#1 B_cigarbabe, Nov 22, 2008
    Last edited: Nov 22, 2008
  2. Northland

    Gold Member

    Oct 22, 2007
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    Interesting. Too many links for me to adequately look at and absorb for now; however, I will get back to those studies.

    It all comes down to what I've suspected for years-a healthy balanced diet takes care of most nutritional needs, with supplements only occasionally being needed. Additionally we find, too much of anything, even a good thing can be more detrimental than helpful.

    Thanks for posting.
  3. D_Pubert Stabbingpain

    D_Pubert Stabbingpain Account Disabled

    Jun 24, 2007
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    Some people simply don't have good eating habits and some people have food allergies or can't eat certain foods. I doubt there is a doctor alive that would not recommend these persons supplement their diet with vitamins. Our bodies depend on all kinds of interactions gained from nourishment. To single out 1 or 2 constitutents of literally millions of cellular interactions is kind of pointless.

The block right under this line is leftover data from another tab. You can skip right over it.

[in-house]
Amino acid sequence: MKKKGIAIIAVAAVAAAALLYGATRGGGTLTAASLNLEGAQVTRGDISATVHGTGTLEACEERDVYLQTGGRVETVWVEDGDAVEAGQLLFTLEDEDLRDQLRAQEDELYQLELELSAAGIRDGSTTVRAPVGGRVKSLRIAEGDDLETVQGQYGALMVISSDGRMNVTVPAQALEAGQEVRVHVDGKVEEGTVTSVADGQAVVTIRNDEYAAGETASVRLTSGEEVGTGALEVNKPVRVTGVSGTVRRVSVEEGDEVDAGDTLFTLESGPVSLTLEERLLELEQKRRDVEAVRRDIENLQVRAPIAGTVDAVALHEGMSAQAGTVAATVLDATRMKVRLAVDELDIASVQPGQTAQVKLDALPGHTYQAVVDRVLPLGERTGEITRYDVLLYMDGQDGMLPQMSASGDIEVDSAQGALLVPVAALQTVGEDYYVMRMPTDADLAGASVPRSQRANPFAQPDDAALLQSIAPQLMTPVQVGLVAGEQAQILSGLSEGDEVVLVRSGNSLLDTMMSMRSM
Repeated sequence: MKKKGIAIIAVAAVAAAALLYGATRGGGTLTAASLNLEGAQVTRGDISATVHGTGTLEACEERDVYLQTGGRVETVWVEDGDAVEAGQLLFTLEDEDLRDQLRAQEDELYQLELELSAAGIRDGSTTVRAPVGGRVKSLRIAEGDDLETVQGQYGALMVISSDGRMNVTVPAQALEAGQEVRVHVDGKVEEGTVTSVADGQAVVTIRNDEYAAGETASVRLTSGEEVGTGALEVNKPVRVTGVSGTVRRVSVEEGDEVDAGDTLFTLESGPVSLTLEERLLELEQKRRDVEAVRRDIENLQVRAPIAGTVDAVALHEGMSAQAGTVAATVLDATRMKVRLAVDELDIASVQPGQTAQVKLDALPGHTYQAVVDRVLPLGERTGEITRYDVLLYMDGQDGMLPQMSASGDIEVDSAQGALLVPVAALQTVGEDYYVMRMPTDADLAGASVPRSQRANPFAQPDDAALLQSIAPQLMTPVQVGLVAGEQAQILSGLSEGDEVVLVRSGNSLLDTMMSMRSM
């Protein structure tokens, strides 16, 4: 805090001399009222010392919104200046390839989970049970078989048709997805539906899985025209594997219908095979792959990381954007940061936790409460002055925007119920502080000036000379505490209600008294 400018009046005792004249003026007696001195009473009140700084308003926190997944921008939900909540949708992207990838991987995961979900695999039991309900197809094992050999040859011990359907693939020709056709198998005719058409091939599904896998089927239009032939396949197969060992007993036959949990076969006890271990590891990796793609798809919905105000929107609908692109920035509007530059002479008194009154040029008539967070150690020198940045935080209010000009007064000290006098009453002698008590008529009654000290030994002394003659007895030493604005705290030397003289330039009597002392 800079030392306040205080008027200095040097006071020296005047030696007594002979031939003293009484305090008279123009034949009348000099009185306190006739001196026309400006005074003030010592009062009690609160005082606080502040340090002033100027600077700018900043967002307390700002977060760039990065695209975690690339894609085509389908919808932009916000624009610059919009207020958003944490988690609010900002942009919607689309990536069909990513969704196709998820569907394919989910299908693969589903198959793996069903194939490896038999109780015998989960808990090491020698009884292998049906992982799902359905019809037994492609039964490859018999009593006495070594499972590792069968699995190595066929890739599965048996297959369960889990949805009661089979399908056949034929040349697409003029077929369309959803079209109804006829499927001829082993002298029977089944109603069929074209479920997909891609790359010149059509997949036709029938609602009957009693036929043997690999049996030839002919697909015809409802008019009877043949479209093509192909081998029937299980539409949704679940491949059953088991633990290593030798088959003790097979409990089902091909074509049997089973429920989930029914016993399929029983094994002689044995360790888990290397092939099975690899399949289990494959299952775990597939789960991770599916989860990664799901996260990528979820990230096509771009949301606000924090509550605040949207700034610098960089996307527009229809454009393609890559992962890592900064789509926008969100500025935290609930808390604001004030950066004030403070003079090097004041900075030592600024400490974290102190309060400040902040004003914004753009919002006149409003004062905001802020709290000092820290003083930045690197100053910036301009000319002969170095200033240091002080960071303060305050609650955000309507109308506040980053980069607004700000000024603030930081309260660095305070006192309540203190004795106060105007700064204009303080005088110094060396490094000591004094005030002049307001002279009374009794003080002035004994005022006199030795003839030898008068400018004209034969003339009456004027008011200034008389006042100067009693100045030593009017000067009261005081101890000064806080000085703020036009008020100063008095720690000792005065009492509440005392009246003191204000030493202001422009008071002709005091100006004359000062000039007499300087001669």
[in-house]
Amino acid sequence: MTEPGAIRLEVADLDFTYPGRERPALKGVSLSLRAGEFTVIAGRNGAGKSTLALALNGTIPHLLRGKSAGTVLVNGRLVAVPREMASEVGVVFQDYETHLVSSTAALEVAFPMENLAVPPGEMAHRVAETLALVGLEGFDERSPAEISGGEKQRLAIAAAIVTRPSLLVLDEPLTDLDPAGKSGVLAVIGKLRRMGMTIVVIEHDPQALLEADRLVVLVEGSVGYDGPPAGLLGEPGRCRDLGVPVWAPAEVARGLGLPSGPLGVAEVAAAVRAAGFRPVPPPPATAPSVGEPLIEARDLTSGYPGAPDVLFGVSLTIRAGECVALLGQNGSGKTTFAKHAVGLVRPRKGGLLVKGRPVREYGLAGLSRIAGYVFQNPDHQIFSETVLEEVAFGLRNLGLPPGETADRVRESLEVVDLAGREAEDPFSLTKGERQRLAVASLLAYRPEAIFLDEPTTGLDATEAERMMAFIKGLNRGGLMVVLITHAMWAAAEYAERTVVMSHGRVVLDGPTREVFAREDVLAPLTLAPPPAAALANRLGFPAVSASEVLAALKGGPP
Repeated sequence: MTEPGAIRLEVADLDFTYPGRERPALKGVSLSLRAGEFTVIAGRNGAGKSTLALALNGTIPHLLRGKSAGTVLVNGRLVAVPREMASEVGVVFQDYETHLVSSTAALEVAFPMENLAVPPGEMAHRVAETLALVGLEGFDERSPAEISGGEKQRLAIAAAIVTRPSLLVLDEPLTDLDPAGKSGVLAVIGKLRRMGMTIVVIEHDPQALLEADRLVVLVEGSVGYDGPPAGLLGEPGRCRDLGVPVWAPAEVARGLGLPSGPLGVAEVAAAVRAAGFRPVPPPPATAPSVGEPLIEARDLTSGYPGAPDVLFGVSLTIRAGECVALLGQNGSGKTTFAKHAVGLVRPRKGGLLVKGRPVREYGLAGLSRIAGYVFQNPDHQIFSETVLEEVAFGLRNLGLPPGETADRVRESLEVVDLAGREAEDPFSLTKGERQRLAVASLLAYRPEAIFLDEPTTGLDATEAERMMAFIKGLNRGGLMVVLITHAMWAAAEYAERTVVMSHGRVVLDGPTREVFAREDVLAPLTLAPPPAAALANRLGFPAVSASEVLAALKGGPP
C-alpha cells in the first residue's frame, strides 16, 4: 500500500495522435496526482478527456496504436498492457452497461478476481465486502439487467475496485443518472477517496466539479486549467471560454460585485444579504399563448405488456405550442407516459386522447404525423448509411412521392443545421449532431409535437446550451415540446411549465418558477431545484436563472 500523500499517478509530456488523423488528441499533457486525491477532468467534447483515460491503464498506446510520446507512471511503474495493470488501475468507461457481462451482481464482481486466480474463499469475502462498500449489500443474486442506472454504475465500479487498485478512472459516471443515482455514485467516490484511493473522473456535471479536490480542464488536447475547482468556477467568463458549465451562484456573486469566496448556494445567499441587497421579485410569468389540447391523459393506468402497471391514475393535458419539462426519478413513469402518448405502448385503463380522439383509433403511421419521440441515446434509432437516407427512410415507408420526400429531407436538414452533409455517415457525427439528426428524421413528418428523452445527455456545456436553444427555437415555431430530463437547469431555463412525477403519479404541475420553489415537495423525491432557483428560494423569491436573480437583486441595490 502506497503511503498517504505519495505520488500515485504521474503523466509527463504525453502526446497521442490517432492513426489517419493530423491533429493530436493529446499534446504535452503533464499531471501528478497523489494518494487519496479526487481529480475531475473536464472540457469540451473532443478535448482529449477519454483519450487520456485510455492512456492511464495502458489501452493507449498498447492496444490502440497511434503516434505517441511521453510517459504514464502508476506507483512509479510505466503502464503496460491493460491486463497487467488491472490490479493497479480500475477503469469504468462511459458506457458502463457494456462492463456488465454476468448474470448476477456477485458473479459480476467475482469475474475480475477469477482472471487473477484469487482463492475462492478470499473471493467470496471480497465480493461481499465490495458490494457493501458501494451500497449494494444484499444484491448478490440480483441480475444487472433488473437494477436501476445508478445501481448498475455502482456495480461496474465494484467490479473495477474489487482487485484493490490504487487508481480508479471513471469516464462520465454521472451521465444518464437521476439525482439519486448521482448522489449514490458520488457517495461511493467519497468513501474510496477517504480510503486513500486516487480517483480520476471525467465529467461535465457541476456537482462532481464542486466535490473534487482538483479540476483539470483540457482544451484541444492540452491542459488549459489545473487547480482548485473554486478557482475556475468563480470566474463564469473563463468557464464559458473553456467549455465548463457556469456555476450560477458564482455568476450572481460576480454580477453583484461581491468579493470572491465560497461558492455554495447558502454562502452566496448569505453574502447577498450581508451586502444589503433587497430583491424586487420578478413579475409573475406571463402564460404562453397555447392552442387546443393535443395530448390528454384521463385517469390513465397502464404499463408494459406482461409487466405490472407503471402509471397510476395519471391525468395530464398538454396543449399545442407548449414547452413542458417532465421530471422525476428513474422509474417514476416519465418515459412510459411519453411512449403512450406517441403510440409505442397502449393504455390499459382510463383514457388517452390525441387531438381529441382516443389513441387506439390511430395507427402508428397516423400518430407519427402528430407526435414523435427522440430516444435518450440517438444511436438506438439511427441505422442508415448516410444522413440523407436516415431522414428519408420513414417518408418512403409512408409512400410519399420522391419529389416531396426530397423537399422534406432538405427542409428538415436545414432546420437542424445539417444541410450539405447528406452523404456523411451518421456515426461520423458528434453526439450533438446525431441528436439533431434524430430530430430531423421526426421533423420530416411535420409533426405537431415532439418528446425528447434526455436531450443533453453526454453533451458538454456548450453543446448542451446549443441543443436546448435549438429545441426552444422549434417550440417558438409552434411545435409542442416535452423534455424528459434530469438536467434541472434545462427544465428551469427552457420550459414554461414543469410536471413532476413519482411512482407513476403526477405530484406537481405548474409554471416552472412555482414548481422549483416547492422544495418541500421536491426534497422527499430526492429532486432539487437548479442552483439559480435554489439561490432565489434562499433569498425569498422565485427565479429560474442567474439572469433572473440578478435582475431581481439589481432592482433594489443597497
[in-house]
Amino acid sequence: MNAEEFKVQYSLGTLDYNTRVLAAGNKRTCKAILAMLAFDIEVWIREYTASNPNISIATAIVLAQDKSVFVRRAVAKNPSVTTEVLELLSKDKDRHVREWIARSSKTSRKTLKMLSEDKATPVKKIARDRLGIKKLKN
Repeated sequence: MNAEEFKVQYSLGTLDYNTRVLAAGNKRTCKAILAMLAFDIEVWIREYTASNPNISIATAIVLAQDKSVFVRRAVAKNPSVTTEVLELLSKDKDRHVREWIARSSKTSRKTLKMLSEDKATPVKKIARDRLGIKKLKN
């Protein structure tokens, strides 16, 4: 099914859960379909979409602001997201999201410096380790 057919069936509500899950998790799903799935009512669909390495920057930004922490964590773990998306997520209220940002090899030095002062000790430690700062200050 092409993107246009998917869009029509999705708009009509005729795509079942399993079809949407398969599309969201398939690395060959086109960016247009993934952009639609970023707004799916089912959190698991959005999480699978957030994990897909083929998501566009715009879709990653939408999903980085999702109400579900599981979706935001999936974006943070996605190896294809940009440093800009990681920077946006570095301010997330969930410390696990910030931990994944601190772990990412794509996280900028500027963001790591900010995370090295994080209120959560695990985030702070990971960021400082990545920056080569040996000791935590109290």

There are known deficiencies and supplements for them, hence, why, for example, is milk fortified with vitamins? If a person lives in a climate with little to no sun exposure, that person will need Vitamin D supplemtation or they will get Rickets. If a person does not get enough Vitamin C due to a lack of fruits and vegetables they will get Scurvy. These are scientific facts that the majority of the medical community agrees upon.

    You can quote all the studies you want against something and there will be another study that proves it works. Seldom does any news article present its readers with all the facts. Picking and choosing headlines is best left to headline news agencies whose bottom line is getting you to read their paper or watch their news program in order to buy the products that are advertised therein, many of which, BTW, are vitamin supplements!
  4. D_Garmanswait Glassnads

    Mar 5, 2007
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    I think I'm going to stop taking vitamins. People have survived for thousands of years without supplements so why would the general population need them now when our diet is potentially better then ever. I have one question though, I don't eat diary except for the odd exception (the occasional chocolate bar, yoghurt), will I be liable to have a calcium deficit? I don't understand how milk from other species can be beneficial to young humans let alone adult humans.